Bill Withers: Music Industry Casualty

I watched this documentary "Still Bill" over the weekend, all about Bill Withers. Who is Bill Withers, you say?

Bill wrote some of the finest songs ever, including "Ain't No Sunshine", "Use Me", and "Lean On Me". His other big hits include "Grandma's Hands", "Just The Two Of Us", and "Who Is He (And What Is He To You?)". Any one of those gets you into The Master Songwriters' Club for life. Nailing that many gets you a chair with your name on it.

And Bill did all that without knowing, in his words "an F sharp from 9th Street". He also had a hardscrabble upbringing in a coal town in West Virginia. Apparently he stuttered badly until his late 20s.

But when you hear him sing, that voice...that is a timbre that you are just born with. Sid may have a nice voice, but Bill Withers has a beautiful instrument. His phrasing is masterful, instinctual, and just perfect.

His melodic ear is brilliant - his melodies can be melancholy, wistful, and slightly dangerous. His songs are both instantly familiar and yet surprising.

Despite all that, Bill is sort of a forgotten figure in the music business these days, and that's sort of how he wants it. Maybe. He made his last album of new material in 1985, a year after our own debut was recorded.

He says he's been writing this whole time, but not finishing anything. Working in his own studio a little. Scribbling tons of fragments here and there, all the time. But mostly he says he's been goofing off, being a little lazy, enjoying his comforts. Raising his kids.

This happens sometimes. The Muse is fickle, and the fire you have as a young person, desperate to prove yourself, can get stifled, dimmed, or put out by even a modest amount of financial success or emotional validation.

Put another way, many of my L.A. friends have all kinds of intimacy issues. They all wanted or needed to be on stage having hundreds of people professing their love because they couldn't find a single person offstage who would do that. And once a few of them found that bliss in their personal lives, their artistic life was done. 

That don't mean you gotta suffer to create, though. Success in the biz comes through work. That means you pick up your axe and you write, you get out there in front of people and play. Because that is what you do, what you love, and because you need to pay your entourage. You have people depending on you.

One of my music teachers told me never to get a day job. He said "Don't do it. You'll end up with a good job, and you'll get a nice stereo and a nice house and a nice car and then pretty soon you'll get used to all of it and you won't want to give it up. And then you won't be able to focus on your music anymore."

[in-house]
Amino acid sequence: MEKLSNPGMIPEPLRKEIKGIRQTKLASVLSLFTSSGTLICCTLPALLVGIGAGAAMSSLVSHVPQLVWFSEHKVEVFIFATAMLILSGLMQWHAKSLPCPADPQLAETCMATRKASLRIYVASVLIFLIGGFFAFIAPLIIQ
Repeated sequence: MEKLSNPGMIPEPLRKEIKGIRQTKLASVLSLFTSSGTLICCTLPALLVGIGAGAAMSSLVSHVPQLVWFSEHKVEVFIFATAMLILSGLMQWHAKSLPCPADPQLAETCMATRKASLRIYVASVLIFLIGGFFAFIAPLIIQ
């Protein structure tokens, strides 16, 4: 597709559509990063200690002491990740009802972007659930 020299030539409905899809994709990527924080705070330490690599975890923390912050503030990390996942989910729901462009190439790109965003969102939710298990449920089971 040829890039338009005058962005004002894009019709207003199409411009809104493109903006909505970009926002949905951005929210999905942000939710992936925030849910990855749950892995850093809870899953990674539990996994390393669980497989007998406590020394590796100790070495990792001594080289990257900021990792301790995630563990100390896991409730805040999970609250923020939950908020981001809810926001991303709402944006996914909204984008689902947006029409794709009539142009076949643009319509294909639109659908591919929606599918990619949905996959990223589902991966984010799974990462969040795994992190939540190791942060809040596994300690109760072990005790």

I've seen that take down some folks too. I guess some people stop being hungry after they eat, you know?

I'm not sure if he just lost the spark. I know Bill really didn't like the biz part of the music business. He liked the singing OK, but the rest of it - the record company guys, the recording, the touring - not so much. He was lucky in that he got big enough that he could pick and choose, and had a good enough head on his shoulders to appreciate what he had.

Sometimes that machine just beats your desire out of you, and sometimes even moreso when you're successful. Once you've had a few Bill Withers-size hits, you don't need to take shit from nobody. You don't feel like making a record, you don't have to. And you sure don't have to listen to people who haven't (and never will) have Bill Withers-size hits tell you what to do and how to do it.

But maybe he just didn't want to cheapen his legacy. He's also a perfectionist about his writing, and says he just hasn't been that inspired. He doesn't want to repeat himself either. This, I can respect.

The downside to being a pro entertainer (as opposed to an artiste) is that you have to ship new product constantly. Many of the pros I know see their fanbase like a crop - they tend to them, water and feed them each year, and then harvest some cash by putting out something new. Doesn't matter whether it's "good" or "interesting" or "creative". It's something for the fans to buy. It's breakfast cereal, not timeless art or frozen architecture or whatever great music is.

I mean, hell, I've written a few good songs and part of me wants to just throw my hand up like George Costanza and leave the room. What if my next song isn't as good as "Lifestyle Magazine Lifestyle"? What if my next 30 aren't? I sure don't want to make a record so bad it makes people think less of my good records.

So comfort, hassle, quality control...maybe some combination of those things is why Bill's shop has been closed for so long.

Bill is over 70 now, but you'd barely know it from watching him and listening to him. Tons of energy, sharp as a razor. I aspire to his level of calm, cool, and self-assuredness. I wanna be like him when I grow up.

In the last few years apparently he's gotten interested in working again. Maybe he's realizing he doesn't have too many days left. Maybe he's bored. Anyhow, I hope he does something he's proud of. I can't wait to hear what he does next!

Bill Withers "Ain't No Sunshine"

Bill Withers "Use Me"

Also Sasha Frere-Jones wrote a nice article.

Welcome Back, Adam Ant!

Music blog The Quietus has a nice interview up with Adam Ant - You'll recall I wrote at length about him. Well worth a read!

It's good to have him back.
When you get a number one
The only way is down
And if you have a sticky patch